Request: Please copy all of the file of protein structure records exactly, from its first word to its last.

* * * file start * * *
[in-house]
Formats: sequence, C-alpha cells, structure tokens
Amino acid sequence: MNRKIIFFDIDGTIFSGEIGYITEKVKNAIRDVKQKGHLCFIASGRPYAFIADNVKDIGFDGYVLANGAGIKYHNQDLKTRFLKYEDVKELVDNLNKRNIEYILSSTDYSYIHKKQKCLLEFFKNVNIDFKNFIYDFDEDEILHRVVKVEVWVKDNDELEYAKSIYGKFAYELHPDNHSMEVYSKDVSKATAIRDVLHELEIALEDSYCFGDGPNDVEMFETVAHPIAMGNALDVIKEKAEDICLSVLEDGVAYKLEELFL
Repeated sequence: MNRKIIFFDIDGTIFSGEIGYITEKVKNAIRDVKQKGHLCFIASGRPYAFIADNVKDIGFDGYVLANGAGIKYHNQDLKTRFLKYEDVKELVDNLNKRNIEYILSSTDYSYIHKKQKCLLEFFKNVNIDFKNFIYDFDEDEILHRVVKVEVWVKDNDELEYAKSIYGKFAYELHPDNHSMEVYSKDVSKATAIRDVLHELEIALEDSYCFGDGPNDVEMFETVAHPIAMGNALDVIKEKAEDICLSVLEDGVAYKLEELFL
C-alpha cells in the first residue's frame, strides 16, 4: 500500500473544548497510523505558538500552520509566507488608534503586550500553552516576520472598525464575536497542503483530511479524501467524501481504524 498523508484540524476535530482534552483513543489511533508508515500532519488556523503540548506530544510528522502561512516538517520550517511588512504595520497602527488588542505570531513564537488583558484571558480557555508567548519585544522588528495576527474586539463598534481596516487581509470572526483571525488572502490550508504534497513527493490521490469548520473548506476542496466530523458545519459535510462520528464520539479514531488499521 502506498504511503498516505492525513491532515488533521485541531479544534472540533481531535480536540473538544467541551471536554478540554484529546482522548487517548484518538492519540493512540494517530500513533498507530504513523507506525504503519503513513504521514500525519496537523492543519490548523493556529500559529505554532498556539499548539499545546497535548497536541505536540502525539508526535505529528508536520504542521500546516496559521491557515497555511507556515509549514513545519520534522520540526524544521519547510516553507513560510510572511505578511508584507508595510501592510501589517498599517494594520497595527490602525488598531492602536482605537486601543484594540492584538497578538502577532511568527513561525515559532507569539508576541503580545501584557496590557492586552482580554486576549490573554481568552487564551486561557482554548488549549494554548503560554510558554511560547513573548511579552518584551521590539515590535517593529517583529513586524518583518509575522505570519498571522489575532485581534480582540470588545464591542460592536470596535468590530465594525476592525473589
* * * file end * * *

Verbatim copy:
[in-house]
Formats: sequence, C-alpha cells, structure tokens
Amino acid sequence: MNRKIIFFDIDGTIFSGEIGYITEKVKNAIRDVKQKGHLCFIASGRPYAFIADNVKDIGFDGYVLANGAGIKYHNQDLKTRFLKYEDVKELVDNLNKRNIEYILSSTDYSYIHKKQKCLLEFFKNVNIDFKNFIYDFDEDEILHRVVKVEVWVKDNDELEYAKSIYGKFAYELHPDNHSMEVYSKDVSKATAIRDVLHELEIALEDSYCFGDGPNDVEMFETVAHPIAMGNALDVIKEKAEDICLSVLEDGVAYKLEELFL
Repeated sequence: MNRKIIFFDIDGTIFSGEIGYITEKVKNAIRDVKQKGHLCFIASGRPYAFIADNVKDIGFDGYVLANGAGIKYHNQDLKTRFLKYEDVKELVDNLNKRNIEYILSSTDYSYIHKKQKCLLEFFKNVNIDFKNFIYDFDEDEILHRVVKVEVWVKDNDELEYAKSIYGKFAYELHPDNHSMEVYSKDVSKATAIRDVLHELEIALEDSYCFGDGPNDVEMFETVAHPIAMGNALDVIKEKAEDICLSVLEDGVAYKLEELFL
C-alpha cells in the first residue's frame, strides 16, 4: 500500500473544548497510523505558538500552520509566507488608534503586550500553552516576520472598525464575536497542503483530511479524501467524501481504524 498523508484540524476535530482534552483513543489511533508508515500532519488556523503540548506530544510528522502561512516538517520550517511588512504595520497602527488588542505570531513564537488583558484571558480557555508567548519585544522588528495576527474586539463598534481596516487581509470572526483571525488572502490550508504534497513527493490521490469548520473548506476542496466530523458545519459535510462520528464520539479514531488499521 502506498504511503498516505492525513491532515488533521485541531479544534472540533481531535480536540473538544467541551471536554478540554484529546482522548487517548484518538492519540493512540494517530500513533498507530504513523507506525504503519503513513504521514500525519496537523492543519490548523493556529500559529505554532498556539499548539499545546497535548497536541505536540502525539508526535505529528508536520504542521500546516496559521491557515497555511507556515509549514513545519520534522520540526524544521519547510516553507513560510510572511505578511508584507508595510501592510501589517498599517494594520497595527490602525488598531492602536482605537486601543484594540492584538497578538502577532511568527513561525515559532507569539508576541503580545501584557496590557492586552482580554486576549490573554481568552487564551486561557482554548488549549494554548503560554510558554511560547513573548511579552518584551521590539515590535517593529517583529513586524518583518509575522505570519498571522489575532485581534480582540470588545464591542460592536470596535468590530465594525476592525473589